1667 Tasting Notes
The combination of flavours in this tea really intrigued me since grapefruit and vanilla aren’t normally ingredients that I’d automatically put together – actually grapefruit is a flavouring I haven’t seen in many teas at all.
The dry tea had a creamy vanilla scent, though it took on a citrusy scent too as the leaves steeped. The grapefruit flavour is rather subdued, just present as a hint of citrus in each sip. The creamy-vanilla flavour is more dominant and is particularly noticable after the tea has a had a chance to cool a bit. It all mixes surprisingly well with the slightly nutty, vegetale flavour of the white tea.
I’ve not tried very many black-green blends that I liked, but this manages to find a happy medium. The tea tastes like a medley of fruit that I can’t really pick apart to identify – there are berries in there and definitely some citrus courtesy of the big pieces of orange peel they stuck in there – and almond flavouring. It’s an interesting mix along with the vegetale flavour of the green and the more robust, tannic flavour of the black tea. There’s a lot going on with this tea, and yet it still manages to work for me more or less.
It yields a good resteep too, although the ‘fruit medley’ had faded into something that was much more distinctly orange and citrusy.
I remember as a kid how my friends and I would go to the corner-store and mix together five or six different slushy flavours to get what we’d call swampwater. So I when I spotted this on the Davids Tea website I knew I had to get some – for old time’s sake if nothing else. ;)
The colour is a dark, murky, greenish-black colour that wouldn’t be amiss in a real swamp (this is due to the black and orange sprinkle-thingies, I think) but despite that it tastes quite nice. It’s a tangy, fruity treat that has a bit of candy-sweetness to it that none the less isn’t obnoxiously strong.
Sara’s tealog entry about this tea tipped me off to the fact that this isn’t a tea at all. It seems to be the leaves of a plant called kuding with is a species of Ilex (holly). And yet on the website it’s listed as a green tea and there’s no indication in the description of the tea of it being anything other than one. ⌐_⌐
I followed Sara’s advice and only used two ‘sticks’ and while it still tastes bitter (kuding is supposed to taste bitter) it isn’t as wretchedly horrible as my first ‘experiment’ and I’m actually noticing that it has a nice, sweet aftertaste. Taking the nature of this tea into account (and the fact I’m not massively overdosing) I’ve decided to up the rating a bit. I’m still pissed at the company for being so obscure though. *grumble *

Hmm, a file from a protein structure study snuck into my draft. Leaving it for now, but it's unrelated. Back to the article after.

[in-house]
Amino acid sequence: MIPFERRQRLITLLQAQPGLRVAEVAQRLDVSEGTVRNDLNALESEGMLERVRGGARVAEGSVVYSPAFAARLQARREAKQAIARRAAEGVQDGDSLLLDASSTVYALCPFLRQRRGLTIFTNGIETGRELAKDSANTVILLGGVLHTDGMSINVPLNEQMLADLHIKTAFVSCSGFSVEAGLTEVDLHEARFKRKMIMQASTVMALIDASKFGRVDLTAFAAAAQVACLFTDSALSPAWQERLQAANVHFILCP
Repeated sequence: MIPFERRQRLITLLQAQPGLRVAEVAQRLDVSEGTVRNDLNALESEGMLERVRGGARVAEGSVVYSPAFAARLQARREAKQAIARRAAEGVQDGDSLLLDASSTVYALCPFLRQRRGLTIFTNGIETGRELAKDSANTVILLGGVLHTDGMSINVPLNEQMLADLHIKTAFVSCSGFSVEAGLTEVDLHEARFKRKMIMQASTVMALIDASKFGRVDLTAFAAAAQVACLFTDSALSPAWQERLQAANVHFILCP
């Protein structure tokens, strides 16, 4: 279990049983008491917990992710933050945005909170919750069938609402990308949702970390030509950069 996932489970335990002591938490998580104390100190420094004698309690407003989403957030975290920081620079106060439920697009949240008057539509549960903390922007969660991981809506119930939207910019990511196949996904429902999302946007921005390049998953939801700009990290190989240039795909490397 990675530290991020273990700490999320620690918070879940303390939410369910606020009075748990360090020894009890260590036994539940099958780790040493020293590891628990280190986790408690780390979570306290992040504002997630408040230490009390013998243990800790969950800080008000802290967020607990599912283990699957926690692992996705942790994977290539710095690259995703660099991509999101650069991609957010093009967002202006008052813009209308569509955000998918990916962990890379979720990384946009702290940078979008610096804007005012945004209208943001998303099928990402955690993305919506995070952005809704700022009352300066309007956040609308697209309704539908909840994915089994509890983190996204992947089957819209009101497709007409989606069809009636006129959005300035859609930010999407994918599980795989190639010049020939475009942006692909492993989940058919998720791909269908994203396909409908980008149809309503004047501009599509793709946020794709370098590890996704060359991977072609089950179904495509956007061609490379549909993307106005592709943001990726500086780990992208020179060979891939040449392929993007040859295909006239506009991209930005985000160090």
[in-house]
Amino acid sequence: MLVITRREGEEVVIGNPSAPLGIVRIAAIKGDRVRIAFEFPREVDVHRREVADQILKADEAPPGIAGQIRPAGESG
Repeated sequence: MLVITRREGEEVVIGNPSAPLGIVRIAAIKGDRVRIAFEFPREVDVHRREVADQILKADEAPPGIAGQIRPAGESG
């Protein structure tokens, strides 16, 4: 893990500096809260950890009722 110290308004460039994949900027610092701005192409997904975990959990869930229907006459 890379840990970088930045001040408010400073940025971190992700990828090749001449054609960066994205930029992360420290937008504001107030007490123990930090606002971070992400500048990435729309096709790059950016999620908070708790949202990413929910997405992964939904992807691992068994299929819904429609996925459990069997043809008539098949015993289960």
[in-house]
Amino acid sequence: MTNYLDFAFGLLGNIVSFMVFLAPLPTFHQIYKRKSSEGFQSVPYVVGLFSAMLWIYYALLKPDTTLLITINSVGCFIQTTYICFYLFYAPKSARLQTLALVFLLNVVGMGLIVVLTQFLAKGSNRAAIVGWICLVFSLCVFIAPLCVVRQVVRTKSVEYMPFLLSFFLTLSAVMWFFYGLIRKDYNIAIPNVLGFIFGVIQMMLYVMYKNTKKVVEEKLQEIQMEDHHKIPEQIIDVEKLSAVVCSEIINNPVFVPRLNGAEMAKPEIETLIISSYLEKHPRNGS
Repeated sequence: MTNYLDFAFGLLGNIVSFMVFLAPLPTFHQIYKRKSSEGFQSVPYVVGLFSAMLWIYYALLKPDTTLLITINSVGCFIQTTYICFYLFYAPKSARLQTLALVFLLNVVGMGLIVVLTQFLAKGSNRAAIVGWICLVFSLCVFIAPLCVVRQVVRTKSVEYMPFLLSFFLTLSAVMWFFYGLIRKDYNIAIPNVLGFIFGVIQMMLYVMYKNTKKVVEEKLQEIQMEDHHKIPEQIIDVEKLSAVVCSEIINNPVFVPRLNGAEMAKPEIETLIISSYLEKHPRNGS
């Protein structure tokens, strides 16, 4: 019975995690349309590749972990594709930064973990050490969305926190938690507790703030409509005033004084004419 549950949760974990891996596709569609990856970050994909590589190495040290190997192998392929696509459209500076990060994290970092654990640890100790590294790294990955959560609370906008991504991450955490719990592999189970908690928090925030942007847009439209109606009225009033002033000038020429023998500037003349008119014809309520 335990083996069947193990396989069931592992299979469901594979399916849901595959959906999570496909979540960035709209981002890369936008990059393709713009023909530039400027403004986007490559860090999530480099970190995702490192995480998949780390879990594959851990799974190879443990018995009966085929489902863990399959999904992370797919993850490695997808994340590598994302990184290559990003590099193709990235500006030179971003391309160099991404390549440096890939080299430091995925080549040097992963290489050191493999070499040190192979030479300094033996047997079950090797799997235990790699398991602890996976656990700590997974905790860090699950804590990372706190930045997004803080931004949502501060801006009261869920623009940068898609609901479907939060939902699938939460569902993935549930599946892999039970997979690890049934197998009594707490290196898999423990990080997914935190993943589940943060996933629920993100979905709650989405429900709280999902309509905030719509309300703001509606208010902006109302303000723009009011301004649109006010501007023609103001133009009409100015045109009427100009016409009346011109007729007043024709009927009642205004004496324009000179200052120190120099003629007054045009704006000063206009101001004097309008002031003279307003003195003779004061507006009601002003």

I can’t believe it’s taken me so long to get around to trying my A&D teas. Bad Jillian!
When I think of a default ‘tea’ flavour I usually think of Ceylon and I can tell without a doubt that this tea is a Ceylon. But it’s like those generic black teas like a diamond is to graphite; I can tell right from the first sip that this is a quality tea. It tastes bright and smooth with a faint touch of bitter tannin at the end.
It’s not ‘the bestest tea evar’ or anything, but it’s excellent for what it’s supposed to be. I’ll likely be holding this up as a yardstick for any other Ceylons that I may try in the future.
I find plain mate to be a bit boring on its own, so lately I’ve been trying various flavoured blends to see if I can find one that piques my interest. This particular blend has an interesting scent, I was expecting something generically tropical-smelling but it’s more of a mix of herbal and fresh fruit. The flavour goes the same way, herbal with a hint of spiciness and the flavours of pineapple and papaya teasing at the tongue. It’s not overly sweet and tastes very natural.